THEY’RE among the most recognisable characters in British sitcom history.

Steptoe and Son, the classic comedy about a father and son struggling to make a living as rag and bone men, has stood the test of time.

The last ever episode – a Christmas special – was first broadcast nearly 45 years ago, but frequent reruns have meant that the show is still well-known to modern audiences.

And now, a stage play based in part on that final episode is heading to the region while on a national tour.

Christmas With Steptoe and Son, which will be performed at Darlington’s Majestic Theatre later this month, is based on original scripts written by acclaimed writers Ray Galton and Alan Simpson.

Lincolnshire-based Hambledon Productions, which specialises in reviving classic comedy, first got Galton and Simpson’s approval to produce a ‘best of’ Steptoe and Son play based on the original series.

That show, which toured in 2017/18, included some much-loved set pieces from the series and went down so well that the company decided to explore the possibility of a second production.

The idea was to bring together the two Christmas specials, plus a “lost” sketch written for a BBC festive show called Christmas Night With The Stars. That footage has been wiped from the BBC archive but, crucially, the script survives.

John Hewer, who adapted the play from the scripts, says: “It’s a labour of love. We’ve joined together the ‘73 and ‘74 specials and added in some lines, but it’s pretty much all Galton and Simpson.

“If it’s not broken, don’t fix it – my job as the adaptor was to link it all together as a cohesive script.”

Both writers were still alive for the ‘best of’ adaptation and Galton lavished praise on the stage show saying: “The affection for the original shines through.

“I’m delighted that the scripts and the characters continue to be cherished after all this time. The performances are marvellous.”

The writers also gave their approval for the Christmas stage show to go ahead, but Alan Simpson died in the interim. Ray Galton passed away just a month before the Christmas version opened, but not before he had seen some DVD footage of the show and given it his blessing – something which John says means so much to the production team.

Grimsby-born John plays Harold Steptoe in the Christmas stage version, alongside Jeremy Smith’s ‘dirty old man’ Albert.

“We love working together,” he says.

“We have this mutual love and respect for those original words, those characters and those performances.”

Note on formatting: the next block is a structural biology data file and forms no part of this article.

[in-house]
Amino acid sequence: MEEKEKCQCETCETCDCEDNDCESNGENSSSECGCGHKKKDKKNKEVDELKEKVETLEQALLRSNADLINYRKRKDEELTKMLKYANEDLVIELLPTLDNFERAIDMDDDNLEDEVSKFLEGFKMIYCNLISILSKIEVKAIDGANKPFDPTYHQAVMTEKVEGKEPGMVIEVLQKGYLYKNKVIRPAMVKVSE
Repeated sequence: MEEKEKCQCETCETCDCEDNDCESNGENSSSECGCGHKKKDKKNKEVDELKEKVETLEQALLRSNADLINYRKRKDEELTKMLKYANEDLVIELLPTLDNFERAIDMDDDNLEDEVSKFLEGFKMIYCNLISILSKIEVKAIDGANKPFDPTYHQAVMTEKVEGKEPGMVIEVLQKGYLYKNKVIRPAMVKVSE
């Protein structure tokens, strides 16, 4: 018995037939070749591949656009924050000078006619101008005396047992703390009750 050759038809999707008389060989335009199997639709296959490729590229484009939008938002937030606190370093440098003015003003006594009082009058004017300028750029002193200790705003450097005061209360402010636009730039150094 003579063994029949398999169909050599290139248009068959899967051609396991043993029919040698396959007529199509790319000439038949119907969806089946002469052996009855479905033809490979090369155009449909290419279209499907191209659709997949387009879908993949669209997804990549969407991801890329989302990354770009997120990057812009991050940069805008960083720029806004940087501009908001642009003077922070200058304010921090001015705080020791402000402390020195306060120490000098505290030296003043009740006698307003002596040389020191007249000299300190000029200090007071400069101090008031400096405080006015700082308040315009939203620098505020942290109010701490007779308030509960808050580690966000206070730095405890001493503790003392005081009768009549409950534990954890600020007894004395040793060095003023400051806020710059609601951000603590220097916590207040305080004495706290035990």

And that respect certainly extends to the show’s creators, whose background as gag writers for the likes of Frankie Howerd allowed them make even the bleakest situations in Steptoe and Son become laugh-out-loud funny.

John says: “It’s like they wrote the comedy rulebook for sitcom in 1954 when they got Tony Hancock on board. Then they re-wrote the rulebook with Steptoe and Son.

“It’s really quite gritty, kitchen sink kind of stuff but they were always happy to put the gags in. If you want a laugh, you watch a sitcom - and Steptoe and Son has laughs in bucket-loads.

“It’s a bit like a one-trick-pony, but if the characters are so believable, likeable and vulnerable, you feel for them.”

And it’s the decaying relationship between father and son which was central to the TV series and this latest play.

“If you look at Albert Steptoe, he’s lived through two world wars, he’s got a business, a house and a family – he thinks he’s done very well. He just wants to retire and to be looked after in his old age,” says John

“For Harold, he’s lived through the Second World War. He’s come out of it and he’s still quite young and he thinks ‘what did I bother fighting for because I’m still in this rat-hole and looking after this horrible, dirty old man’.

“That’s the heart of it. It’s like a rubber band being stretched and you never know if it’s going to break.

“At the end of the day, it’s two people locked in one room, trying their best to get on and failing every time. It’s just funny, it’s guaranteed to make you laugh.”

John thinks it’s this relationship which makes Steptoe and Son so relatable to younger audiences who will have seen reruns of the TV show.

“I also do a Tommy Cooper show and the audiences for that are generally older,” he says. “With Steptoe and Son, it’s a bit more open book.”

John himself wasn’t even born when original Steptoe and Son stars Harry H Corbett and Wilfrid Brambell passed away, but he is very familiar with the series.

“I inherited a lot of my comedy leanings from my dad and I remember those Sunday afternoons and evenings in the 90s when the BBC would show repeats of things like Porridge, Fawlty Towers and Steptoe and Son,” he says.

“They’re evergreen, they’re always funny.”

* Christmas With Steptoe and Son is on at The Majestic Theatre in Bondgate, Darlington, on Tuesday, November 19, at 7.30pm. Tickets priced between £11 and £13. Telephone 01325-633296 or 633255, or visit for more details.

The show is also on at The Exchange, North Shields, on Saturday, December 28. Telephone 0191-258-4111.